In a larger sense, the JEDI contract represents the growing clout that technology companies are wielding in Washington—and how they are increasingly wiring the swamp for their own benefit. Amazon has spent $67 million on lobbying since 2000—including more this year than Citigroup, JP Morgan Chase, and Wells Fargo combined. Its Washington office employs more than 100 lobbyists, including 68 so-called “revolvers”—officials who have moved from government employment to the private sector. The company also employs many former officials with insider connections, including Scott Renda, who worked for the Office of Management and Budget’s cloud computing division, and Anne Rung, who served as the government’s chief acquisition officer.

If you think the JEDI contract is big, consider this: Last year, working for Bezos, Rung helped pass the so-called Amazon amendment, a provision buried in a defense authorization bill that will establish Amazon as the go-to portal for every online purchase the government makes—some $53 billion every year. President Trump may enjoy firing off incendiary tweets attacking Amazon. But Bezos is quietly finding new ways to bolster his empire with billions in federal tax dollars. And the Pentagon, it appears, is helping him do it.


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fxer
1 hour ago
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Bend, Oregon
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ruinedchildhood: viktor-loves-yuu: blueelectricangels: thefing...

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ruinedchildhood:

viktor-loves-yuu:

blueelectricangels:

thefingerfuckingfemalefury:

ragedorito:

thefingerfuckingfemalefury:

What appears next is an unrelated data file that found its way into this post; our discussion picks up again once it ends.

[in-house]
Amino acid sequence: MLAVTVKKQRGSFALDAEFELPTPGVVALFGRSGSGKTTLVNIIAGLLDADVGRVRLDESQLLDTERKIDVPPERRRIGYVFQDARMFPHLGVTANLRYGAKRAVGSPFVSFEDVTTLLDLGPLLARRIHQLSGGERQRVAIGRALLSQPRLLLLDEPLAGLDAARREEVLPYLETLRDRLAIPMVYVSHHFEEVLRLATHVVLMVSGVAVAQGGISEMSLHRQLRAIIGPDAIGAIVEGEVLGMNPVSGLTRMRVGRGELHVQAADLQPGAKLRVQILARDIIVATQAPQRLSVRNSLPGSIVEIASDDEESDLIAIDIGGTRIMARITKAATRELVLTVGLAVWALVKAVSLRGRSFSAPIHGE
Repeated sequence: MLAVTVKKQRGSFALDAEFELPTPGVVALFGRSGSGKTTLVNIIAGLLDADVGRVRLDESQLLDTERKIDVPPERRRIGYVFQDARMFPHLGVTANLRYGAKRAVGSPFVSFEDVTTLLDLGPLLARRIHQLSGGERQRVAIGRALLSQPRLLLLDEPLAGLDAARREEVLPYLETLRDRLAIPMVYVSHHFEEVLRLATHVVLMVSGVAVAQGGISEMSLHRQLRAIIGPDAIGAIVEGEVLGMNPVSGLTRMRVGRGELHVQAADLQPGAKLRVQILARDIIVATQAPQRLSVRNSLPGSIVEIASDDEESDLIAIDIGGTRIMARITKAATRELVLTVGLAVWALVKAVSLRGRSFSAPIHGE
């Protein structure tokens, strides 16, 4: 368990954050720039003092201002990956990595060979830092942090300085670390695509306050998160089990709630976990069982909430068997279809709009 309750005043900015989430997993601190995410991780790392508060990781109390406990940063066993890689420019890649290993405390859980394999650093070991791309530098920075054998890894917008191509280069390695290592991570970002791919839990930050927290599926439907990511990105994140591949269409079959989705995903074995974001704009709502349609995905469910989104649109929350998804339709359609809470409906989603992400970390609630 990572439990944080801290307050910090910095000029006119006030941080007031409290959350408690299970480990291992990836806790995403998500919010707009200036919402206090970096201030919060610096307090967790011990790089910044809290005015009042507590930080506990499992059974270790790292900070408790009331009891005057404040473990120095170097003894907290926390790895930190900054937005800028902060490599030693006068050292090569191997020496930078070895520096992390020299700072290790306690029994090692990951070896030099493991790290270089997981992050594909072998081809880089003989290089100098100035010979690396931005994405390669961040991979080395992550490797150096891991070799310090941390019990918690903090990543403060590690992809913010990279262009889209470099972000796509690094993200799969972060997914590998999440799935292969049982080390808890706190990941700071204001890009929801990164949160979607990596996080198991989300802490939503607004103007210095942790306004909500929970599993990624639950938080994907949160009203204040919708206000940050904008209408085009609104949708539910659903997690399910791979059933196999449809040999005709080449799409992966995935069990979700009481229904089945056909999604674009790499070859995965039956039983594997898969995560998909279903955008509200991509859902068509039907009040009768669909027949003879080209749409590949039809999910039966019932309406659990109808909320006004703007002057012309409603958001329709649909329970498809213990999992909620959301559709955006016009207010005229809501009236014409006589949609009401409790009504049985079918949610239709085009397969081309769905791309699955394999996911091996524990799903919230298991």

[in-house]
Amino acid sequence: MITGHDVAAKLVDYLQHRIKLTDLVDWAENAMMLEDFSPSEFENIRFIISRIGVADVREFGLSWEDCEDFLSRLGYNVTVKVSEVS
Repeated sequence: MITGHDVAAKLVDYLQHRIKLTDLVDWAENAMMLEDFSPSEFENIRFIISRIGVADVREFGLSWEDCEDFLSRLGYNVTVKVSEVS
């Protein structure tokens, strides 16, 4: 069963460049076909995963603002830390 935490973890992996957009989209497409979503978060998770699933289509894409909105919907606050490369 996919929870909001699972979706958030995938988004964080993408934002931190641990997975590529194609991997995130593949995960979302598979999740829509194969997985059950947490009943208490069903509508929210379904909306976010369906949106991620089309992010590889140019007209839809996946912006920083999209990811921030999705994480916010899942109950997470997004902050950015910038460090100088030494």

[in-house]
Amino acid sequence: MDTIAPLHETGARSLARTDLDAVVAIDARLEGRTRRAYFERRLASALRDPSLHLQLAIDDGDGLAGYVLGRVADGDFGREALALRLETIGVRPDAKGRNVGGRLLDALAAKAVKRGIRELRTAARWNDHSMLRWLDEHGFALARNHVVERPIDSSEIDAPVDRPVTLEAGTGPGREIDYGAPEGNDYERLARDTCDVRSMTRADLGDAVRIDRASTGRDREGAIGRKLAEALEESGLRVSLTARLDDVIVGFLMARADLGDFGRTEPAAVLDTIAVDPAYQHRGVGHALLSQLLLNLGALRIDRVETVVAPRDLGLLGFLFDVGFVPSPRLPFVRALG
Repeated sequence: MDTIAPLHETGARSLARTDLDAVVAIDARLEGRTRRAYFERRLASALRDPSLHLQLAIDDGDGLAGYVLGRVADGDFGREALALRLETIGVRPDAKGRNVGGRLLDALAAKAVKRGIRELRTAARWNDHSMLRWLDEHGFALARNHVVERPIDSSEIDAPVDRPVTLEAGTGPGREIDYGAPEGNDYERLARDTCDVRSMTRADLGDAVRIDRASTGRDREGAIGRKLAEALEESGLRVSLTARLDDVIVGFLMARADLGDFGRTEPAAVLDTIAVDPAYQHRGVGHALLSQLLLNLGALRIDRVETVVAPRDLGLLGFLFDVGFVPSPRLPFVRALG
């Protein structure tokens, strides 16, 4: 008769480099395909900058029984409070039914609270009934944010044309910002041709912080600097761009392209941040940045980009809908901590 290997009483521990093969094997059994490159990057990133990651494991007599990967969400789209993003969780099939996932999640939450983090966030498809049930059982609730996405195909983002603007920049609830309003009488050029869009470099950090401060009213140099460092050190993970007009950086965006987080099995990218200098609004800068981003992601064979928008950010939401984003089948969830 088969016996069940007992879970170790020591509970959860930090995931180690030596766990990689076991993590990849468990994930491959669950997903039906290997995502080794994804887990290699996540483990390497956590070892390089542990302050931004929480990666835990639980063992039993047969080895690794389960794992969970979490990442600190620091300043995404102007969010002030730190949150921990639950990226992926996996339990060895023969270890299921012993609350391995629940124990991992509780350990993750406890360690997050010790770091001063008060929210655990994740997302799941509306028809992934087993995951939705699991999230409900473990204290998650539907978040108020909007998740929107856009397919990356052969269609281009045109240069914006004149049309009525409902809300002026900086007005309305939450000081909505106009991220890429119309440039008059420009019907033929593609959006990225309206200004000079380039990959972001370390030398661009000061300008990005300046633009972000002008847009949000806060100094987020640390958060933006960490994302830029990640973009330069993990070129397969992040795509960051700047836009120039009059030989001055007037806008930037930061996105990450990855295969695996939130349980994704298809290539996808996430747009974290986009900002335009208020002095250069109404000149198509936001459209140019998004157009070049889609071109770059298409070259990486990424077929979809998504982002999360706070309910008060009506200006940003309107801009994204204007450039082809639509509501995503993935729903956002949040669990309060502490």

floating-head:

I made ramen today

FREE THE EGGS FROM THE FLAVOUR CUBE

“BECAUSE YOU OVERCOOKED THEM WHILE TYPING THIS”

I actually went “Awwwwwwww” at “Fear not soft noodles”

i have many questions but the most pressing of which is why is what looks like a mass effect pistol part of the traditional toppings

are you saying a gun is not a traditional ramen topping?

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hannahdraper
2 hours ago
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Washington, DC
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If you're driving along & think to yourself that you should throw your cigarette butt out your window look up. See how the sky looks weird? It's from fires. Some of which were started by someone throwing a cigarette butt out the window. Don't do it. pic.twitter.com/nyagllkmp6

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If you're driving along & think to yourself that you should throw your cigarette butt out your window look up. See how the sky looks weird? It's from fires. Some of which were started by someone throwing a cigarette butt out the window. Don't do it. pic.twitter.com/nyagllkmp6


Posted by vicpdcanada on Monday, August 13th, 2018 9:59pm


97 likes, 54 retweets
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dreadhead
2 hours ago
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Vancouver Island, Canada
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1 public comment
JimB
7 minutes ago
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Even if its wet, don't do it - the filter includes lots of plastic so it never bio degrades.

Photos: 15 Years Since the 2003 Northeast Blackout (30 photos)

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On August 14, 2003, a series of faults caused by tree branches touching power lines in Ohio, which were then complicated by human error, software issues, and equipment failures, led to the most widespread blackout in North American history. More than 50 million people across eight northeastern U.S. states and parts of Canada were left without power for at least 24 hours, and many of them were in the dark for weeks. In New York City, thousands of commuters were stranded when the power cut out late on a Thursday afternoon. Memories of the 9/11 attacks only two years earlier were fresh in people’s minds as scenes of thousands of people evacuating Manhattan on foot were replayed.

People walk across the Brooklyn Bridge in New York City on August 14, 2003, after a blackout hit the city. (Peter Morgan / Reuters)
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dreadhead
2 hours ago
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These photos have aged more than I would have expected. I guess I am getting old.
Vancouver Island, Canada